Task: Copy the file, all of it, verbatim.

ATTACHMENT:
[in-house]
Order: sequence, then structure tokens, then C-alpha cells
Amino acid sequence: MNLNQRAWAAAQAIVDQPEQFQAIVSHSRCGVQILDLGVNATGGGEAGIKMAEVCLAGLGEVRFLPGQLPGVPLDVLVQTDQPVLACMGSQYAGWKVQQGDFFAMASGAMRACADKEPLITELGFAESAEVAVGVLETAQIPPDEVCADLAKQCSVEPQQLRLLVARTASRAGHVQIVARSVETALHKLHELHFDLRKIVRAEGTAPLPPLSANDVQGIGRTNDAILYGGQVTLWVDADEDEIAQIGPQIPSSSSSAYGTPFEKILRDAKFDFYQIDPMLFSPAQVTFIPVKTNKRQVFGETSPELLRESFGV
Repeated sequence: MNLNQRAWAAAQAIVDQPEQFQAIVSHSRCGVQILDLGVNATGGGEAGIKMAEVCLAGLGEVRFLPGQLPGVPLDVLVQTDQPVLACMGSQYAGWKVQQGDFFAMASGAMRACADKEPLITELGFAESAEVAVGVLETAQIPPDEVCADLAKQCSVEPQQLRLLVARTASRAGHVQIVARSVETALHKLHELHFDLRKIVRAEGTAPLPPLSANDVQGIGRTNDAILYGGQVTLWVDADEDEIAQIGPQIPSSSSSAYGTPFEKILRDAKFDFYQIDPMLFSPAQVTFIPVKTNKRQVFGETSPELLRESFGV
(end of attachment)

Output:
[in-house]
Order: sequence, then structure tokens, then C-alpha cells
Amino acid sequence: MNLNQRAWAAAQAIVDQPEQFQAIVSHSRCGVQILDLGVNATGGGEAGIKMAEVCLAGLGEVRFLPGQLPGVPLDVLVQTDQPVLACMGSQYAGWKVQQGDFFAMASGAMRACADKEPLITELGFAESAEVAVGVLETAQIPPDEVCADLAKQCSVEPQQLRLLVARTASRAGHVQIVARSVETALHKLHELHFDLRKIVRAEGTAPLPPLSANDVQGIGRTNDAILYGGQVTLWVDADEDEIAQIGPQIPSSSSSAYGTPFEKILRDAKFDFYQIDPMLFSPAQVTFIPVKTNKRQVFGETSPELLRESFGV
Repeated sequence: MNLNQRAWAAAQAIVDQPEQFQAIVSHSRCGVQILDLGVNATGGGEAGIKMAEVCLAGLGEVRFLPGQLPGVPLDVLVQTDQPVLACMGSQYAGWKVQQGDFFAMASGAMRACADKEPLITELGFAESAEVAVGVLETAQIPPDEVCADLAKQCSVEPQQLRLLVARTASRAGHVQIVARSVETALHKLHELHFDLRKIVRAEGTAPLPPLSANDVQGIGRTNDAILYGGQVTLWVDADEDEIAQIGPQIPSSSSSAYGTPFEKILRDAKFDFYQIDPMLFSPAQVTFIPVKTNKRQVFGETSPELLRESFGV